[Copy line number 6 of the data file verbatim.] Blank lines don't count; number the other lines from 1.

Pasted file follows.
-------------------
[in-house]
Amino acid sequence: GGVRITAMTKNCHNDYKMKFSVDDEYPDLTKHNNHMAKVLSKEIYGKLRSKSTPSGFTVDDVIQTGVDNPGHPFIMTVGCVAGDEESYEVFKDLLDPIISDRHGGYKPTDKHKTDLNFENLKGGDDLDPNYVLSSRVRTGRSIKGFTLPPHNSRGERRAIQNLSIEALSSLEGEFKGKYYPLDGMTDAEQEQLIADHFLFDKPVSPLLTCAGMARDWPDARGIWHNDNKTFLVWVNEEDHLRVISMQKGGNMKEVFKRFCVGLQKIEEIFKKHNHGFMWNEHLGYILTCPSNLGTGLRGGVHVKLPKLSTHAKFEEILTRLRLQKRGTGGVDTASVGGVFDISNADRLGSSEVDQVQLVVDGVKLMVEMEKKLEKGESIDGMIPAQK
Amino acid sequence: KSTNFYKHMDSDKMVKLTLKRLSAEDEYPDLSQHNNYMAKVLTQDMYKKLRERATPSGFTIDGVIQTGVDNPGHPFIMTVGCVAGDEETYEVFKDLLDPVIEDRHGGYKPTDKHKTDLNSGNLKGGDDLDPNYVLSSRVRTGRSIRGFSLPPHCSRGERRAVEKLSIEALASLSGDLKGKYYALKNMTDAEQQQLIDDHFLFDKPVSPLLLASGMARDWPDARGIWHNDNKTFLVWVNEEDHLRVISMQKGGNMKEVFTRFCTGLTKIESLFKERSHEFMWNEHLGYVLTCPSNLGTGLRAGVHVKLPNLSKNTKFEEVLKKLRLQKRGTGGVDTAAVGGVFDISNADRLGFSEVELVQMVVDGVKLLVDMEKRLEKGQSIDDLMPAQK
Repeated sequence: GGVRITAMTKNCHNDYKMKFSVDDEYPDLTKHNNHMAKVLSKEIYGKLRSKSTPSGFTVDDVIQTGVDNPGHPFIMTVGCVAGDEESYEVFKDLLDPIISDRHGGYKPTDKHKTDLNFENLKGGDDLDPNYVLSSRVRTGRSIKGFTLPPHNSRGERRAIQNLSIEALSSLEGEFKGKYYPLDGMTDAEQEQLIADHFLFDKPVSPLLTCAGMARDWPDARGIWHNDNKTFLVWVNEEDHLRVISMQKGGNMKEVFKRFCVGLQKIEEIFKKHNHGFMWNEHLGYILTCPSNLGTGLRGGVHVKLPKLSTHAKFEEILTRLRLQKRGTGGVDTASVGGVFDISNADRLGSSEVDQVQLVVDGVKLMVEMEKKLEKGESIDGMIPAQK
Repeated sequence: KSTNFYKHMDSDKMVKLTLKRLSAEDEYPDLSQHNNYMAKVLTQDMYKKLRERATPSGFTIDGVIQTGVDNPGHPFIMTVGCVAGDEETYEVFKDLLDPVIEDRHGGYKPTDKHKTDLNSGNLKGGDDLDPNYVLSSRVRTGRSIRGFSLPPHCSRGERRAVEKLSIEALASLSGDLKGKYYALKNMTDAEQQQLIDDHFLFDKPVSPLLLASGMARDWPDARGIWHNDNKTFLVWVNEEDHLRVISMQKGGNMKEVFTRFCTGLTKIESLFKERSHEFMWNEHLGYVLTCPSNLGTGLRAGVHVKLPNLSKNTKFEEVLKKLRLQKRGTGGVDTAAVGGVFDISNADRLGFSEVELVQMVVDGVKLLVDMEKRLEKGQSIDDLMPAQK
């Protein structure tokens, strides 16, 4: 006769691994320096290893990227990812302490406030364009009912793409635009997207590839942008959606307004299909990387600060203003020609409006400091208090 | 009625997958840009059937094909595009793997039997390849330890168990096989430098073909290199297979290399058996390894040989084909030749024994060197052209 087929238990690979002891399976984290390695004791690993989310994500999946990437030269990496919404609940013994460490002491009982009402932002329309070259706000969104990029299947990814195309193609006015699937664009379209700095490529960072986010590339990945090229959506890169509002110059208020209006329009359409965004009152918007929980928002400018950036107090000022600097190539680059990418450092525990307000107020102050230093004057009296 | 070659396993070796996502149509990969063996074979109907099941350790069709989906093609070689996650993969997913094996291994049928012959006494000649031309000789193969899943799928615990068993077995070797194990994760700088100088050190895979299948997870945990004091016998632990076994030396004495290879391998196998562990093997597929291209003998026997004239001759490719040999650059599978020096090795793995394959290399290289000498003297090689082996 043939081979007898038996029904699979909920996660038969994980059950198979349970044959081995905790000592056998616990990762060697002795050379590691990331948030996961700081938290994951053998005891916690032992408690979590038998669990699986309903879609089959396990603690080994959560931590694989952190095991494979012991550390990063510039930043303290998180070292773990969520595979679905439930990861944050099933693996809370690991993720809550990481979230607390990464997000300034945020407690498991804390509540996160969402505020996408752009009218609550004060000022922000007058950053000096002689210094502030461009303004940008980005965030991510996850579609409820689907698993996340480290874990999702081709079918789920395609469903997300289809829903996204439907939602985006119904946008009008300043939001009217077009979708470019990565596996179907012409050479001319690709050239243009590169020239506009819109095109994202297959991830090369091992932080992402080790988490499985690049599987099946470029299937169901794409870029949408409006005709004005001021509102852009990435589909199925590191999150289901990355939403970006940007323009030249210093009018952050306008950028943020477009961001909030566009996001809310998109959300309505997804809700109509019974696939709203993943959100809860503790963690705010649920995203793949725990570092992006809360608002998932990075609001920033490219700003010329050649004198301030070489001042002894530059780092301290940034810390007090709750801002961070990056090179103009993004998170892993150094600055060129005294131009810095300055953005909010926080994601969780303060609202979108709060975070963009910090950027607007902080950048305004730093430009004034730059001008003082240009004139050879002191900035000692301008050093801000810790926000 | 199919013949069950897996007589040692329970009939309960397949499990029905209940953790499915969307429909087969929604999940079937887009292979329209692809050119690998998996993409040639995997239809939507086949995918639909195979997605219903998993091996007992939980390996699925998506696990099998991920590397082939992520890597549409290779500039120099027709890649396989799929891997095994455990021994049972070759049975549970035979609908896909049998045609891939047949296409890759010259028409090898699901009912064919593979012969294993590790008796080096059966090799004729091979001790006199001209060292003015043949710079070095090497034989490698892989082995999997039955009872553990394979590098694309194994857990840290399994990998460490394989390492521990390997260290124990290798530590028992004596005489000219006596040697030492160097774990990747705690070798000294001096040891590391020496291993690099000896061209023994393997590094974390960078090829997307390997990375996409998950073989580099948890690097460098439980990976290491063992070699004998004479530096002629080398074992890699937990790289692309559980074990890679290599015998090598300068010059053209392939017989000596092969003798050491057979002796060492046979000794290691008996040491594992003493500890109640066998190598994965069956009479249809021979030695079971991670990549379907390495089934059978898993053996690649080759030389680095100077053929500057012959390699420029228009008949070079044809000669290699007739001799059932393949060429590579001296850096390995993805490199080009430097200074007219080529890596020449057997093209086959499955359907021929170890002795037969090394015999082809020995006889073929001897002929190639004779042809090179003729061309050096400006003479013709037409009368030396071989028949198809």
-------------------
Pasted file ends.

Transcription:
């Protein structure tokens, strides 16, 4: 006769691994320096290893990227990812302490406030364009009912793409635009997207590839942008959606307004299909990387600060203003020609409006400091208090 | 009625997958840009059937094909595009793997039997390849330890168990096989430098073909290199297979290399058996390894040989084909030749024994060197052209 087929238990690979002891399976984290390695004791690993989310994500999946990437030269990496919404609940013994460490002491009982009402932002329309070259706000969104990029299947990814195309193609006015699937664009379209700095490529960072986010590339990945090229959506890169509002110059208020209006329009359409965004009152918007929980928002400018950036107090000022600097190539680059990418450092525990307000107020102050230093004057009296 | 070659396993070796996502149509990969063996074979109907099941350790069709989906093609070689996650993969997913094996291994049928012959006494000649031309000789193969899943799928615990068993077995070797194990994760700088100088050190895979299948997870945990004091016998632990076994030396004495290879391998196998562990093997597929291209003998026997004239001759490719040999650059599978020096090795793995394959290399290289000498003297090689082996 043939081979007898038996029904699979909920996660038969994980059950198979349970044959081995905790000592056998616990990762060697002795050379590691990331948030996961700081938290994951053998005891916690032992408690979590038998669990699986309903879609089959396990603690080994959560931590694989952190095991494979012991550390990063510039930043303290998180070292773990969520595979679905439930990861944050099933693996809370690991993720809550990481979230607390990464997000300034945020407690498991804390509540996160969402505020996408752009009218609550004060000022922000007058950053000096002689210094502030461009303004940008980005965030991510996850579609409820689907698993996340480290874990999702081709079918789920395609469903997300289809829903996204439907939602985006119904946008009008300043939001009217077009979708470019990565596996179907012409050479001319690709050239243009590169020239506009819109095109994202297959991830090369091992932080992402080790988490499985690049599987099946470029299937169901794409870029949408409006005709004005001021509102852009990435589909199925590191999150289901990355939403970006940007323009030249210093009018952050306008950028943020477009961001909030566009996001809310998109959300309505997804809700109509019974696939709203993943959100809860503790963690705010649920995203793949725990570092992006809360608002998932990075609001920033490219700003010329050649004198301030070489001042002894530059780092301290940034810390007090709750801002961070990056090179103009993004998170892993150094600055060129005294131009810095300055953005909010926080994601969780303060609202979108709060975070963009910090950027607007902080950048305004730093430009004034730059001008003082240009004139050879002191900035000692301008050093801000810790926000 | 199919013949069950897996007589040692329970009939309960397949499990029905209940953790499915969307429909087969929604999940079937887009292979329209692809050119690998998996993409040639995997239809939507086949995918639909195979997605219903998993091996007992939980390996699925998506696990099998991920590397082939992520890597549409290779500039120099027709890649396989799929891997095994455990021994049972070759049975549970035979609908896909049998045609891939047949296409890759010259028409090898699901009912064919593979012969294993590790008796080096059966090799004729091979001790006199001209060292003015043949710079070095090497034989490698892989082995999997039955009872553990394979590098694309194994857990840290399994990998460490394989390492521990390997260290124990290798530590028992004596005489000219006596040697030492160097774990990747705690070798000294001096040891590391020496291993690099000896061209023994393997590094974390960078090829997307390997990375996409998950073989580099948890690097460098439980990976290491063992070699004998004479530096002629080398074992890699937990790289692309559980074990890679290599015998090598300068010059053209392939017989000596092969003798050491057979002796060492046979000794290691008996040491594992003493500890109640066998190598994965069956009479249809021979030695079971991670990549379907390495089934059978898993053996690649080759030389680095100077053929500057012959390699420029228009008949070079044809000669290699007739001799059932393949060429590579001296850096390995993805490199080009430097200074007219080529890596020449057997093209086959499955359907021929170890002795037969090394015999082809020995006889073929001897002929190639004779042809090179003729061309050096400006003479013709037409009368030396071989028949198809």